Discredited by an abysmal showing in nationwide municipal elections earlier this month, the seven-month-old French Cabinet headed by Prime Minister Raymond Barre resigned today.

President Valery Giscard D'Estaing went on television to accept the resignation and tell the nation in a 10-minute address that he had asked Barre to form a new, smaller Cabinet "free" of France's warring political parties.

"You have sent a message to your government," a somber-looking Giscard said in referring to the election results, which gave Socialist and Communist candidates working together control of two-thirds of the city halls in the 221 largest cities. "I got your message."

Despite those results, Giscard said he would not give up his effort to govern from a centrist position of gradual reforms, which have come under attack both from his one-time Gaullist Party allies on the right and from the Socalist-Communist alliance that now appears to be in a strong position to seek to take control of the National Assembly.

He continued to criticize the Gaullists indirectly while appealing to them for support that he admitted is vital to prevent the left from winning the March 1978 legislative elections. Giscard committed the new government to coming up with a program to heal the rift and win the elections but he gave no details.

Gaullist leader Jacques Chirac, who inflicted a humiliating defeat on Giscard's Independent Republican candidates in winning the election for mayor of Paris last week, is to meet Giscard at the Elysee presidential office on Tuesday.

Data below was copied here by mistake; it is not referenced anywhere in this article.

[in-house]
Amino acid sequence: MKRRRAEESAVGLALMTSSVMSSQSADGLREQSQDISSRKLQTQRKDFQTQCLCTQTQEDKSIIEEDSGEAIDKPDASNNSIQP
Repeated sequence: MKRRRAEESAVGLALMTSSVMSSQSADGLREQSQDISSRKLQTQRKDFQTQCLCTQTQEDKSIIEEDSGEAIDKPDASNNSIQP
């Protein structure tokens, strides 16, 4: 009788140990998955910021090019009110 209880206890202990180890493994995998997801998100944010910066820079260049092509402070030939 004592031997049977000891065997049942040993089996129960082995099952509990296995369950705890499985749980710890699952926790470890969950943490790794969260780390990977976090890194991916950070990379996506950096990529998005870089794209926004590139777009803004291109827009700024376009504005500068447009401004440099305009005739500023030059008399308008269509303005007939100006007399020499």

Last August, Chirac's resignation as prime minister triggered the infighting in the centrist and Gaullist coalition that provides Giscard with his majority in the National Assembly.

The president made a passing, relatively favorable mention of Chirac tonight, the first time he has done so since August. But he sharply rejected Chirac's indirect criticism of Giscard's "weakness" and suggested that Gaullist resistance to reform had pushed voters to the left.

He refused to denounce those who voted for the Socialists and Communists, as Chirac has called on him to do. "They are as French as anyone else," the president said. "But they should be aware they are making a dangerous choice."

Barre will name a 5-member Cabinet to carry out Giscard's first priority, "continuing the economic recovery" started by the outgoing government. An economist with strong Gaullist connections but no formal party ties, Barre has won favorable ratings in public-opinion polls.

Informed speculation centered tonight on a sweeping change in the present line-up of Gaullists, Independent Republicans and centerists. Those thought likely to enter the Cabinet include publisher Jean-Jacques Servan-Shriber, former Prime Minister Jacques Chaban-Delmas, and writer -diplomat Alain Peyrefitte.